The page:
SUGAR MILLS in Maharashtra have been able to clear around 90 per cent of their dues to farmers. With just 10 mills in operation, the state’s cane arrears as of April 15 were Rs 1,254.08 crore as against Rs 4,324.4 crore last year. A total of 74 out of 143 mills have managed to make 100 per cent payment to their farmers.
The present cane crushing season, which was hit by droughts in some parts and floods in the cane belt of western Maharashtra, was to be less than 100 days. To date, mills have crushed 535.02 lakh tonne producing around 60 lakh tonnes of sugar. A majority of the 10 mills functional are located in the western Maharashtra districts of Satara, Sangli and Pune.
Of the Rs 12,359.34 crore payable to farmers as per the government declared fair and remunerative price (FRP) of Rs 2750 per tonne (at 10 per cent average recovery), mills to date have paid Rs 11,310.97 crores, which is 90 per cent of the dues. At present, mills have unpaid arrears of Rs 1,254.08 core or 10 per cent of the total payable FRP. Right at the start of the season, mills had made an agreement with growers to pay FRP in instalments. Nationwide, around 247 lakh tonnes of sugar has been manufactured.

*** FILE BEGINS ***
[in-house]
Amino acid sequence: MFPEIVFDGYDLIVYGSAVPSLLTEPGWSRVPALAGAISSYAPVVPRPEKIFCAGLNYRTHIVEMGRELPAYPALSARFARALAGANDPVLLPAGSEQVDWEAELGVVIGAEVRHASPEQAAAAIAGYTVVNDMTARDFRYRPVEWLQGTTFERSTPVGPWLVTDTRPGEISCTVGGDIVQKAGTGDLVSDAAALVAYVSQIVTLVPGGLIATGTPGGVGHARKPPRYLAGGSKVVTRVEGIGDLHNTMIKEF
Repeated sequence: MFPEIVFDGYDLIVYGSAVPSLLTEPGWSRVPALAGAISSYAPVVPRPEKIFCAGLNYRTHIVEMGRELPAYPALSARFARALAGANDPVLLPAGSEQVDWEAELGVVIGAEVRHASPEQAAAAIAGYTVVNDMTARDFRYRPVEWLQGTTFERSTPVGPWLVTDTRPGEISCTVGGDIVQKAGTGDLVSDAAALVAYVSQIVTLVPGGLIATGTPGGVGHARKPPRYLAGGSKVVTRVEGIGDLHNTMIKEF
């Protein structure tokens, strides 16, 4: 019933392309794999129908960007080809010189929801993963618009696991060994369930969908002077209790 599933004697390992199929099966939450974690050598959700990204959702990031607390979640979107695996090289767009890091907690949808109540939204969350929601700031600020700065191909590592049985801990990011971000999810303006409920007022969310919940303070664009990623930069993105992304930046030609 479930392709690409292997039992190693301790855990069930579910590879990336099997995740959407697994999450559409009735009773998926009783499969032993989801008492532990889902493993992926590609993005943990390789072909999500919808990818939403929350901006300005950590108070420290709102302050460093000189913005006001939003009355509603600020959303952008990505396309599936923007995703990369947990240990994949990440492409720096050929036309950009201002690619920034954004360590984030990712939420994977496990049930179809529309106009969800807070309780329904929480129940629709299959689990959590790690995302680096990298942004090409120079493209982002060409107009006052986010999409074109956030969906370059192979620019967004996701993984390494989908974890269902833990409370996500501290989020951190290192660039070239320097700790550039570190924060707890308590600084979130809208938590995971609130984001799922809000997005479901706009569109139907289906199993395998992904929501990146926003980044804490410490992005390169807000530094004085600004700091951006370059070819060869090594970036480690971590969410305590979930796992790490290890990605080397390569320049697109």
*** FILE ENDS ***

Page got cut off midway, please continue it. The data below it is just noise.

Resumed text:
As many as 30 mills have unpaid dues between 80 per cent and 99 per cent while 16 have arrears between 60 per cent and 79 per cent of their payable FRP. Just 16 mills have unpaid dues lower than 60 per cent. The sugar commissioner has not issued orders against any mill for non-payment of dues.
Sugar sales have hit the brakes as the lockdown has stopped the functioning of almost all industries like sweet marts and bakeries, which use the sweetener as raw material.
Mukesh Kuvadiya, honorary secretary of Bombay Sugar Merchants Association, said 60 per cent sugar sales were cornered by industries while household consumption contributed to 40 per cent sales.
“We have not faced any problem about the movement of trucks but transportation charges have increased a bit,” he said.
Kuvadiya said after April 20, when relaxations will come into force for industries, the sales might pick up.
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